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Football for the soul
- Updated: January 7, 2017
“Sokha, are you ready?” whispered a voice under the confines of a moonlit sky in Veal Vong. “This is our best chance.” It was well past midnight, and though Angkar patrols at this time were infrequent, getting caught would undeniably lead to “a walk to the other side of the forest”. No one ever returned from such a stroll.
Sokha, dressed in a black uniform, made his way outside a thatched space that he had been taught to call home. “Are you sure no one is around,” he asked Sokhem, taking a peak from side to side. Sokhem looked at his brother’s frail physique, his eyes fell on how his bony fingers were gripping a half-deflated football that they had managed to keep from before the revolution.
For a moment, he remembered what he once looked like in the bustling city of Phnom Penh before the Khmer Regime. The siblings were part of one of the local teams there, and did they click well! For what Sokhem lacked in height, he more than made up for with his agility.
He was nicknamed ‘The Wriggler’, as catching him pivoting his way across the opposition half was a regular sight. Sokhem, the target man, was often the one who would finish these moves with a decisive touch.
Months of physical labour and a bout of diarrhoea, however, had taken the life out of what now was a noticeably wiry frame, but that only made him epitomise Cambodia in the late 1970s, when the Communist Party of Kampuchea (CPK), popularly known as the Khmer Rouge, dictated terms. Sport, or any form of recreation, was strictly prohibited under the new Angkar rule.
The penalty, though not openly stated, was death. Human instinct willed them, like many others in their surroundings, to fight for survival. “Even if someone does catch us on the way, we will say we needed to relieve ourselves and wandered too far looking for a good spot,” Sokhem said with a mischievous grin.
“Or we can say that you ate too much for dinner and were feeling sick,” Sokha said, quite literally tugging at his brother’s leg. They kept themselves humoured in alien circumstances that they had grown to accept. The only food that they got was rice soup, which unlike any modern day variants, was simply rice soaked in a bowl of salty water.
After excruciating days on the field, many slept on meagre rations, not to wake up the next morning. It didn’t change the quantity of food supplied, nor did it bring any mercy in terms of the workload. Death, illness and trauma were frequent visitors in Veal Vong, as across the contours of the once flourishing Cambodian society.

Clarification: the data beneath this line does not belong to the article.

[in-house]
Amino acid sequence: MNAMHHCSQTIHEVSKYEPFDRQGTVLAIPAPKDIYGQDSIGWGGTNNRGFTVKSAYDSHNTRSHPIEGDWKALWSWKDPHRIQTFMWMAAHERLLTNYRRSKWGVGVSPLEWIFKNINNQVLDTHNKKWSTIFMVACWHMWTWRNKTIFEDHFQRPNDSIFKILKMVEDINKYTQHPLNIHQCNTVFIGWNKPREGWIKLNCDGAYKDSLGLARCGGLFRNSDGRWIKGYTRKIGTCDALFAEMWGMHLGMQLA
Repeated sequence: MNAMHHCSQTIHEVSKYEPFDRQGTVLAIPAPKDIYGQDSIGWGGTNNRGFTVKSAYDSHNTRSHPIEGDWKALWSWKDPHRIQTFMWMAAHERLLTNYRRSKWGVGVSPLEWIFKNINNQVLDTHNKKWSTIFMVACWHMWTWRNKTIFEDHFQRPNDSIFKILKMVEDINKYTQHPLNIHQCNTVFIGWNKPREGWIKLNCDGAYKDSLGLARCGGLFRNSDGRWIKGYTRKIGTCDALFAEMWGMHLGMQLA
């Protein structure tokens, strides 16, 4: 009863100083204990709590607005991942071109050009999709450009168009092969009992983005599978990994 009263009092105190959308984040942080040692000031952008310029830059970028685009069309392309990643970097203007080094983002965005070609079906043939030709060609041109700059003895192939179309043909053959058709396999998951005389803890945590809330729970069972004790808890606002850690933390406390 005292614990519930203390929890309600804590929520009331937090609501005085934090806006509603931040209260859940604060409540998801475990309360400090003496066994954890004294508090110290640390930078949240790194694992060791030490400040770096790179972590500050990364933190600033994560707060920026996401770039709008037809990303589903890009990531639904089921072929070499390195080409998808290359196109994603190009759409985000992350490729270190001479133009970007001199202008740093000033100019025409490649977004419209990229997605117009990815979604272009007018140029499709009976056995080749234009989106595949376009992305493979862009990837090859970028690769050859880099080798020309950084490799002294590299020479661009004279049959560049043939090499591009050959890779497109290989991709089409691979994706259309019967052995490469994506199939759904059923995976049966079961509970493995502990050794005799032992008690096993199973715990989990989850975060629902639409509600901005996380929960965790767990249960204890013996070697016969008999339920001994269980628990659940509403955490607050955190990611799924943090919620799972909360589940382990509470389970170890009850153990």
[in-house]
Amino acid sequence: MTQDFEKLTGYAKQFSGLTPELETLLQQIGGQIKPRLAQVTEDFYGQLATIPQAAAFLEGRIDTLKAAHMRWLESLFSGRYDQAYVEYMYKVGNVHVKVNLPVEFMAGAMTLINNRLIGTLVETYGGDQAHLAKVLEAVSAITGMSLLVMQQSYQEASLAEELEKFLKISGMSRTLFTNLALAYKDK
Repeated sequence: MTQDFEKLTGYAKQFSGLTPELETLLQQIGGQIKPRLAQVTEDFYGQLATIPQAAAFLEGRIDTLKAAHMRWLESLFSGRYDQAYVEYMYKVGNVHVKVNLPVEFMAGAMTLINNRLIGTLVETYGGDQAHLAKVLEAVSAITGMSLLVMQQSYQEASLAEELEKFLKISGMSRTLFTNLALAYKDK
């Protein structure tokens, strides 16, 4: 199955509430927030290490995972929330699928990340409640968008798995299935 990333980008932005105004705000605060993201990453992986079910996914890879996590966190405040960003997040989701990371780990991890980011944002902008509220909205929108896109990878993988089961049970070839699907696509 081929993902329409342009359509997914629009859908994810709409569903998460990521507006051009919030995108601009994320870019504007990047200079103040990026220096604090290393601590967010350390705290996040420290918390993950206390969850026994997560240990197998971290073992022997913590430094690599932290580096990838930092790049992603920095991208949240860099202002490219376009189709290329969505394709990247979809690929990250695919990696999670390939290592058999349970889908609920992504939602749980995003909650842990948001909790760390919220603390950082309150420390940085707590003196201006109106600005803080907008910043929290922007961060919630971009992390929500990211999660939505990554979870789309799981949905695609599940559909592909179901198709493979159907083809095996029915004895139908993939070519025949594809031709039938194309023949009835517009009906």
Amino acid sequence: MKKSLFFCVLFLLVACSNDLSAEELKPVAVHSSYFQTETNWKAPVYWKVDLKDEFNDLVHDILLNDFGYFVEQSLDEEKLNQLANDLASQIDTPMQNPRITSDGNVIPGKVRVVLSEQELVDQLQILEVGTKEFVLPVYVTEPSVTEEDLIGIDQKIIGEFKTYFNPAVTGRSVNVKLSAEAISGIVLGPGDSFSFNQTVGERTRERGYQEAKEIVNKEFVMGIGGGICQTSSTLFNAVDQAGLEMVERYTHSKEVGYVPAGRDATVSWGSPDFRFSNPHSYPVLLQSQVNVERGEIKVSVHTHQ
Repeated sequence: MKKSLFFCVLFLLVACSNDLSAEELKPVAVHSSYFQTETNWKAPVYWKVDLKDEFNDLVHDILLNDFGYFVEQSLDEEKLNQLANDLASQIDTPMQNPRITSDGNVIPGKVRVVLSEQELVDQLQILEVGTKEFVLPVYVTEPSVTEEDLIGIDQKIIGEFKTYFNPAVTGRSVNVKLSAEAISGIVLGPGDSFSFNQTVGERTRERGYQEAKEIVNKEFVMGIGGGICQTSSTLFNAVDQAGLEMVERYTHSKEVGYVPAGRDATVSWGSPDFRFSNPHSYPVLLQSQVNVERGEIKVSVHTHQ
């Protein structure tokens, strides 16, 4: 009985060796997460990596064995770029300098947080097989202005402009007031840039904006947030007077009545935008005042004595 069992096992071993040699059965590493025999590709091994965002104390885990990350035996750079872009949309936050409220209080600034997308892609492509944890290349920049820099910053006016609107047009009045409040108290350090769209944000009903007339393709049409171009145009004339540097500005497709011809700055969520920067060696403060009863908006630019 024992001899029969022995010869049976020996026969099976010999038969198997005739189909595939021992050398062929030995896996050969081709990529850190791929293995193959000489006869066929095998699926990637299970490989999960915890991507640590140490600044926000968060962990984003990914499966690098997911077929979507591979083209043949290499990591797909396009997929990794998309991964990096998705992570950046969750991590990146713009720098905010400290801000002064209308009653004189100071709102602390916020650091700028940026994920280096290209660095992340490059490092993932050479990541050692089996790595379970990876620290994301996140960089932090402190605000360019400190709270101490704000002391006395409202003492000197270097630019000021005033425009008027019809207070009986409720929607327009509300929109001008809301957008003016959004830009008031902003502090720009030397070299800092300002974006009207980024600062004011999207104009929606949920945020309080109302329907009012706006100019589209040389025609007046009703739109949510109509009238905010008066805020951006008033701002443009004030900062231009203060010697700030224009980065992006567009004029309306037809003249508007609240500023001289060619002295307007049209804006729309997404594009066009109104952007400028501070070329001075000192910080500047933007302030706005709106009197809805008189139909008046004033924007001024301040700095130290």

They both knew they would not be afforded the chance to plead their innocence. Yet, it seemed worth it. They were walking towards their freedom, which in this case would be a short game of football on a barren stretch of land a few miles away. A proper escape was not feasible. With the condition they were in, they would never get to the Thailand border. But, they needed something. Anything that would help them establish a connection with the past.
“You must not wait for death to come to you, you must die on your own terms,” their mother had told them before falling prey to dysentery two months into the Khmer Rouge. It resonated in their minds.
There was going to be no game, it was just the two of them. All they would do is just kick the ball about, maybe play some lobbed passes if they could muster the energy. For all practical purposes, this was an unthinkable act of stupidity, a mistake with no tangible benefit.
“Okay, we’re here. Let me teach you how to play some real football,” he said, gesticulating towards the ball. They improvised with the stuff they had once been taught at the club as their bodies were no longer capable.
Every dart towards the ball was met with a grunt, they no longer had the stamina that would allow them to practice hours after a match in peak humidity. Even receiving the ball was an effort, and a painful exercise, as their feet had now lost all muscle and flesh. They were living skeletons.
Yet, for the entirety of their outing, they played for the imaginary galleries, pursing their lips whenever a pass went astray or punching the air with delight when the rare moment of brilliance was fashioned. For the first time in the four months that they had been there, they felt alive. They were free.
“What are you doing here,” bellowed a hoarse voice. Sokha and Sokhem saw an armed man approach them.
They knew their time was up. No attempt was made to run, they wouldn’t have covered 50 metres in this state. As the patrol guard called out others in the vicinity, Sokha caught his brother’s eye, saw the football saddled between his arms and said his last words. “Good game.”
(This passage includes fictional characters, but the Khmer Rouge is a very real part of Cambodian history)